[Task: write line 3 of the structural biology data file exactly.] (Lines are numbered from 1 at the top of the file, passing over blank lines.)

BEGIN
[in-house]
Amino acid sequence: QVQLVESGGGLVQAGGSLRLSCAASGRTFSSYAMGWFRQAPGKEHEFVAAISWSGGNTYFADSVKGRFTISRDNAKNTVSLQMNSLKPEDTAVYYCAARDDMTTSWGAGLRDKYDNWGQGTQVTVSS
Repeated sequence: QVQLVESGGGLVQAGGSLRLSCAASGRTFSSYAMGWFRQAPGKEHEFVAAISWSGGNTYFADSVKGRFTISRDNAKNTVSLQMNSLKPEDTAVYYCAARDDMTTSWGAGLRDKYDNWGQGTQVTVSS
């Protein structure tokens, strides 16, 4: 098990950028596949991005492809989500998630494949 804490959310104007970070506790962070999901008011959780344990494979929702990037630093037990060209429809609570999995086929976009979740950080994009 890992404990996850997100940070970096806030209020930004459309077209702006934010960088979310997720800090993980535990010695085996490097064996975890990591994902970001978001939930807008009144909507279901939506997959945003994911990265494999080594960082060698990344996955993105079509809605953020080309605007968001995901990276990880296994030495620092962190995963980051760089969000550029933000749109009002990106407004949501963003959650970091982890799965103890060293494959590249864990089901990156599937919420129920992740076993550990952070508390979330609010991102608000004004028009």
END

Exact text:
Repeated sequence: QVQLVESGGGLVQAGGSLRLSCAASGRTFSSYAMGWFRQAPGKEHEFVAAISWSGGNTYFADSVKGRFTISRDNAKNTVSLQMNSLKPEDTAVYYCAARDDMTTSWGAGLRDKYDNWGQGTQVTVSS